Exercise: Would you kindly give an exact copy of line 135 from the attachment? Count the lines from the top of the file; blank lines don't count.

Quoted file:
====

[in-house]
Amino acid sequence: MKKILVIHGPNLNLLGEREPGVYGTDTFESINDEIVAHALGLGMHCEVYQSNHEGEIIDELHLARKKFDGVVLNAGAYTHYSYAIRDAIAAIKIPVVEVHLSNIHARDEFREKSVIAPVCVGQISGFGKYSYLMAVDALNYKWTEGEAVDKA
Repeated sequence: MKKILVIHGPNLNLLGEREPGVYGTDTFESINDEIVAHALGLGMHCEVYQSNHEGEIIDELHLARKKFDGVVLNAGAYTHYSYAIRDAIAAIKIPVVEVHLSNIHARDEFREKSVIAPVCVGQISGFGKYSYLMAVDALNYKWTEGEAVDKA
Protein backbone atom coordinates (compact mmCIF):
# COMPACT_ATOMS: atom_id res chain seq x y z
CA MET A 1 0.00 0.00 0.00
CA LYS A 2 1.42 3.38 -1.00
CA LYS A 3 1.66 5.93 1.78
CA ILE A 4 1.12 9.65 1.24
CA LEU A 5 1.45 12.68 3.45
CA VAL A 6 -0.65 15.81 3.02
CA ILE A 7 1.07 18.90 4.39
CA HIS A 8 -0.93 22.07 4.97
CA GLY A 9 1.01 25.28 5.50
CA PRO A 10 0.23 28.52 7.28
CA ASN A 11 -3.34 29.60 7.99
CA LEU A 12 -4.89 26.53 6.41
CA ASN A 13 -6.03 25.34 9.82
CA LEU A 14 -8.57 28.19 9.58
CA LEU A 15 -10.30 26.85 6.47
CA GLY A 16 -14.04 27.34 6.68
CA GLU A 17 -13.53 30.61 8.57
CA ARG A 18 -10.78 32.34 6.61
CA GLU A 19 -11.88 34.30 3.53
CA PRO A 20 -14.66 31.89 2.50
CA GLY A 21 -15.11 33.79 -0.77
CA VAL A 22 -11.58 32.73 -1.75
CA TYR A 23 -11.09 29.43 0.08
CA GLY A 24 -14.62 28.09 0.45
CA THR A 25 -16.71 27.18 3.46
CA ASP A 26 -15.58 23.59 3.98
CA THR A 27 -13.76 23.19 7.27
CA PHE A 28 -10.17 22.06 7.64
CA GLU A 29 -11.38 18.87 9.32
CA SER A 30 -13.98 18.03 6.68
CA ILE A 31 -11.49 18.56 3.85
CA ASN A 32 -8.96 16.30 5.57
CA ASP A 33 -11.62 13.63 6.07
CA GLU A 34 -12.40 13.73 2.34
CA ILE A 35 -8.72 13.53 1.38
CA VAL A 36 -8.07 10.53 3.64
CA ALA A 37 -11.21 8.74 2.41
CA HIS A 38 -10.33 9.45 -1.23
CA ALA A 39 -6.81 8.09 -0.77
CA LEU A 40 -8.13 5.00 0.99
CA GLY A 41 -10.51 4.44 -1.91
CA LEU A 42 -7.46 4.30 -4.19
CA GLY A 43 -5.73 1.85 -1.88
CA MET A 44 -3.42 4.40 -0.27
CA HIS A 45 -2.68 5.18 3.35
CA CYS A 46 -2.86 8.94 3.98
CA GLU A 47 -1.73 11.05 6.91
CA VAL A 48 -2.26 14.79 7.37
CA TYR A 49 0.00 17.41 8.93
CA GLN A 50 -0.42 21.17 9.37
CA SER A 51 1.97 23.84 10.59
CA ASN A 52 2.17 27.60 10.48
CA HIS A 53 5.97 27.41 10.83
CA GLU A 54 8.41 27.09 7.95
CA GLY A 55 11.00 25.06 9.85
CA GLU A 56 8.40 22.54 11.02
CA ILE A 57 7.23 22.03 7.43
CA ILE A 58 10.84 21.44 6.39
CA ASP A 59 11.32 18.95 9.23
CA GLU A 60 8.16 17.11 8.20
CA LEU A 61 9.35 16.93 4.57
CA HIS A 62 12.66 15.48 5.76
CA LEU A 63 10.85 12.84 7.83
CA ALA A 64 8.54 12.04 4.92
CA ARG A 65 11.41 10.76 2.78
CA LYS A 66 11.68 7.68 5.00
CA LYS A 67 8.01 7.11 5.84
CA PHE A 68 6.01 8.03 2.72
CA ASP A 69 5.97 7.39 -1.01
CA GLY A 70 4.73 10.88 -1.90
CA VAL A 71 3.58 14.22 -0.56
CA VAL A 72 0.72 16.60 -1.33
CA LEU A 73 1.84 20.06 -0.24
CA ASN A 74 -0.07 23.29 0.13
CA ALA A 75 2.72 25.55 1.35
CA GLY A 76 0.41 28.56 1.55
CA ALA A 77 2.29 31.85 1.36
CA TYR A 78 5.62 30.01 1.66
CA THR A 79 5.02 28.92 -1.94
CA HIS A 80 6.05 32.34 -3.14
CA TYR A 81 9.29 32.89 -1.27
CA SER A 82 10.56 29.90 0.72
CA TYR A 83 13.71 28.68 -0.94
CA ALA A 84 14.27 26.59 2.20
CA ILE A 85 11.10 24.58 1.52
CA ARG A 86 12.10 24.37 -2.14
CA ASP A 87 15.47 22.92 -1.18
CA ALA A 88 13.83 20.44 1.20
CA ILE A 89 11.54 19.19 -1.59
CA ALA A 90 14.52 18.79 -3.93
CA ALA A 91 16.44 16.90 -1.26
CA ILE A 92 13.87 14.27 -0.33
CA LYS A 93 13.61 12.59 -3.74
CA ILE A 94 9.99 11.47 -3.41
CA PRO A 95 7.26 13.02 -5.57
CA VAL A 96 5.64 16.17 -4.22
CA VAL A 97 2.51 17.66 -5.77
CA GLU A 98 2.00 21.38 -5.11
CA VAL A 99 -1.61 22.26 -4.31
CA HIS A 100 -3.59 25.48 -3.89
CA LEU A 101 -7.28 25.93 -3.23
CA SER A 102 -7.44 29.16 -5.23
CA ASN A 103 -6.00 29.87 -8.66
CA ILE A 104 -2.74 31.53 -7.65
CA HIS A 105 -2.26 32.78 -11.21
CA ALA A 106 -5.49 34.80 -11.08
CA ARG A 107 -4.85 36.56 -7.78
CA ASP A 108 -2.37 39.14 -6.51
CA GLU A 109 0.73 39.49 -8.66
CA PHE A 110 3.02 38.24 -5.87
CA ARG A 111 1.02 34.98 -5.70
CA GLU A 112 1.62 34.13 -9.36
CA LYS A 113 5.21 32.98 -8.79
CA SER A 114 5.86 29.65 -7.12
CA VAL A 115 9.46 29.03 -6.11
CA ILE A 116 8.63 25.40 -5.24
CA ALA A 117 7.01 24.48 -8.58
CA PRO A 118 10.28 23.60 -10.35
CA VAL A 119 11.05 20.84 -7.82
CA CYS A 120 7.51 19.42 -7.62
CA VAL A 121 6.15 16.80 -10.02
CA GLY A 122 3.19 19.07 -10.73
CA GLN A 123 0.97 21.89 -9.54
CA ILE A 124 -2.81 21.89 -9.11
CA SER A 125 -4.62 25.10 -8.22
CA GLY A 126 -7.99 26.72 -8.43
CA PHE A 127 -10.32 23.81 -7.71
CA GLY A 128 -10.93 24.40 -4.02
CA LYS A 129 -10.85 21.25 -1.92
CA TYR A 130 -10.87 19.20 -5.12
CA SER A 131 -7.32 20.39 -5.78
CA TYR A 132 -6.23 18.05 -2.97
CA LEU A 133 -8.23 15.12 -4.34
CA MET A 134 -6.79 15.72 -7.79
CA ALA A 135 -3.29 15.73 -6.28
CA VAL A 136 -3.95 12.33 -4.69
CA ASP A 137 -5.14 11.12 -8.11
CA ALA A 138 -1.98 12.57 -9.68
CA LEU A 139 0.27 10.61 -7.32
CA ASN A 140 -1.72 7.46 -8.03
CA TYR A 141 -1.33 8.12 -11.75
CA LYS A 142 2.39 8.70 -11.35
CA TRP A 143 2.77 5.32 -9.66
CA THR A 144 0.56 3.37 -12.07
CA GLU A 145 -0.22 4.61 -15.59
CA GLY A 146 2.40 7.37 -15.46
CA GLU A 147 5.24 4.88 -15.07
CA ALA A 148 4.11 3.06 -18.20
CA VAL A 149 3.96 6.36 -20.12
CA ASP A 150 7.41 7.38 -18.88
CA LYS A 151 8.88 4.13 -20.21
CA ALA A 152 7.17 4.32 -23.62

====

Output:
CA TYR A 130 -10.87 19.20 -5.12